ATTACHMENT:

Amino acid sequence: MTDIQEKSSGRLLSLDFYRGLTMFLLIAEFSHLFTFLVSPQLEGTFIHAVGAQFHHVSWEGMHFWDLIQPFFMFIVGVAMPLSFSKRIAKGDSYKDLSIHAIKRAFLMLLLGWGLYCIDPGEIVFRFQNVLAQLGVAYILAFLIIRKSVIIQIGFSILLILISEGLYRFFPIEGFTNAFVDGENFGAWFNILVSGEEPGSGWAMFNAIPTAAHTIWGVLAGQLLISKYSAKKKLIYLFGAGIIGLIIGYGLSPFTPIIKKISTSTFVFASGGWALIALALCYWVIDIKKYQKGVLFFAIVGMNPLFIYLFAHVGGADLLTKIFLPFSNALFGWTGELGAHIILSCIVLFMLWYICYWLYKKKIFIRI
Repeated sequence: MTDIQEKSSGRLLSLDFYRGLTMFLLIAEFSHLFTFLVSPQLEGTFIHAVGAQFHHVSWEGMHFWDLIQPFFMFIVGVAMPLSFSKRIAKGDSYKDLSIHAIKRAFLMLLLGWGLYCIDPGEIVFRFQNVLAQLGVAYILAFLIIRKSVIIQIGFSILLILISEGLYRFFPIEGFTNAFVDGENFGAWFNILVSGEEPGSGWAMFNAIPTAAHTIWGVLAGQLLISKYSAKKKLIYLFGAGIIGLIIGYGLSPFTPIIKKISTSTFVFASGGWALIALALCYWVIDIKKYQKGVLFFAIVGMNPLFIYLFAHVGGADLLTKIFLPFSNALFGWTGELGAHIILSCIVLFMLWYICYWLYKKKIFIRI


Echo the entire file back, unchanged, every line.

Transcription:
Amino acid sequence: MTDIQEKSSGRLLSLDFYRGLTMFLLIAEFSHLFTFLVSPQLEGTFIHAVGAQFHHVSWEGMHFWDLIQPFFMFIVGVAMPLSFSKRIAKGDSYKDLSIHAIKRAFLMLLLGWGLYCIDPGEIVFRFQNVLAQLGVAYILAFLIIRKSVIIQIGFSILLILISEGLYRFFPIEGFTNAFVDGENFGAWFNILVSGEEPGSGWAMFNAIPTAAHTIWGVLAGQLLISKYSAKKKLIYLFGAGIIGLIIGYGLSPFTPIIKKISTSTFVFASGGWALIALALCYWVIDIKKYQKGVLFFAIVGMNPLFIYLFAHVGGADLLTKIFLPFSNALFGWTGELGAHIILSCIVLFMLWYICYWLYKKKIFIRI
Repeated sequence: MTDIQEKSSGRLLSLDFYRGLTMFLLIAEFSHLFTFLVSPQLEGTFIHAVGAQFHHVSWEGMHFWDLIQPFFMFIVGVAMPLSFSKRIAKGDSYKDLSIHAIKRAFLMLLLGWGLYCIDPGEIVFRFQNVLAQLGVAYILAFLIIRKSVIIQIGFSILLILISEGLYRFFPIEGFTNAFVDGENFGAWFNILVSGEEPGSGWAMFNAIPTAAHTIWGVLAGQLLISKYSAKKKLIYLFGAGIIGLIIGYGLSPFTPIIKKISTSTFVFASGGWALIALALCYWVIDIKKYQKGVLFFAIVGMNPLFIYLFAHVGGADLLTKIFLPFSNALFGWTGELGAHIILSCIVLFMLWYICYWLYKKKIFIRI